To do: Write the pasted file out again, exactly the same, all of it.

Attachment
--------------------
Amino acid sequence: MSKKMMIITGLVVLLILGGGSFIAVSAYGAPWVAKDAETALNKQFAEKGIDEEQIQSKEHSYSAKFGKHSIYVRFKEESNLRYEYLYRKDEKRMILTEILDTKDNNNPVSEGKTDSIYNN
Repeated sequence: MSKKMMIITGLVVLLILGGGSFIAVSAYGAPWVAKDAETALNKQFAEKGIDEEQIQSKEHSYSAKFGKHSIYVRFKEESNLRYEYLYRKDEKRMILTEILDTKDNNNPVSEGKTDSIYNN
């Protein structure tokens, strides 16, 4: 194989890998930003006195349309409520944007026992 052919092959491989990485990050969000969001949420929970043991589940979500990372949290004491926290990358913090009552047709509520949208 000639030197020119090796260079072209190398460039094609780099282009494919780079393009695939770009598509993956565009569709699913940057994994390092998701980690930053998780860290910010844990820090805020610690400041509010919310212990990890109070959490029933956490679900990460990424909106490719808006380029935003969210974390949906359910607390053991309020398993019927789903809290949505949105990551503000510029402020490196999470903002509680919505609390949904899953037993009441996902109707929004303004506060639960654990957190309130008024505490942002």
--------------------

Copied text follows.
Amino acid sequence: MSKKMMIITGLVVLLILGGGSFIAVSAYGAPWVAKDAETALNKQFAEKGIDEEQIQSKEHSYSAKFGKHSIYVRFKEESNLRYEYLYRKDEKRMILTEILDTKDNNNPVSEGKTDSIYNN
Repeated sequence: MSKKMMIITGLVVLLILGGGSFIAVSAYGAPWVAKDAETALNKQFAEKGIDEEQIQSKEHSYSAKFGKHSIYVRFKEESNLRYEYLYRKDEKRMILTEILDTKDNNNPVSEGKTDSIYNN
């Protein structure tokens, strides 16, 4: 194989890998930003006195349309409520944007026992 052919092959491989990485990050969000969001949420929970043991589940979500990372949290004491926290990358913090009552047709509520949208 000639030197020119090796260079072209190398460039094609780099282009494919780079393009695939770009598509993956565009569709699913940057994994390092998701980690930053998780860290910010844990820090805020610690400041509010919310212990990890109070959490029933956490679900990460990424909106490719808006380029935003969210974390949906359910607390053991309020398993019927789903809290949505949105990551503000510029402020490196999470903002509680919505609390949904899953037993009441996902109707929004303004506060639960654990957190309130008024505490942002």